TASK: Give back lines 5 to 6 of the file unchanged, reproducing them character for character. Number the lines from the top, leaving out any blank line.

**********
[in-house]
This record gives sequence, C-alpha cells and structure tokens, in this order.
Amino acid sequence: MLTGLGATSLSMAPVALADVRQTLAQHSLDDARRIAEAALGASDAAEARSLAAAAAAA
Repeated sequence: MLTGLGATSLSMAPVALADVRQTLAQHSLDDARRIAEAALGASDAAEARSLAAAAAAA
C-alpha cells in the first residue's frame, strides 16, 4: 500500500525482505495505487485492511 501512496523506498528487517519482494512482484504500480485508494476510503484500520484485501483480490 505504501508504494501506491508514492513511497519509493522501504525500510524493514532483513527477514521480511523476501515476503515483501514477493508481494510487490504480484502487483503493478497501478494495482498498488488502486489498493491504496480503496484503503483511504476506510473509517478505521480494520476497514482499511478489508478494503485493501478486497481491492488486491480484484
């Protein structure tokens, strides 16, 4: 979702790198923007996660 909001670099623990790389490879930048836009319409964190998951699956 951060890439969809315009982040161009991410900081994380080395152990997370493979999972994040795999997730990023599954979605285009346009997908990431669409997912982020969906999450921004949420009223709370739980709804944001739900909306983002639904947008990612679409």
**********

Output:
C-alpha cells in the first residue's frame, strides 16, 4: 500500500525482505495505487485492511 501512496523506498528487517519482494512482484504500480485508494476510503484500520484485501483480490 505504501508504494501506491508514492513511497519509493522501504525500510524493514532483513527477514521480511523476501515476503515483501514477493508481494510487490504480484502487483503493478497501478494495482498498488488502486489498493491504496480503496484503503483511504476506510473509517478505521480494520476497514482499511478489508478494503485493501478486497481491492488486491480484484
């Protein structure tokens, strides 16, 4: 979702790198923007996660 909001670099623990790389490879930048836009319409964190998951699956 951060890439969809315009982040161009991410900081994380080395152990997370493979999972994040795999997730990023599954979605285009346009997908990431669409997912982020969906999450921004949420009223709370739980709804944001739900909306983002639904947008990612679409």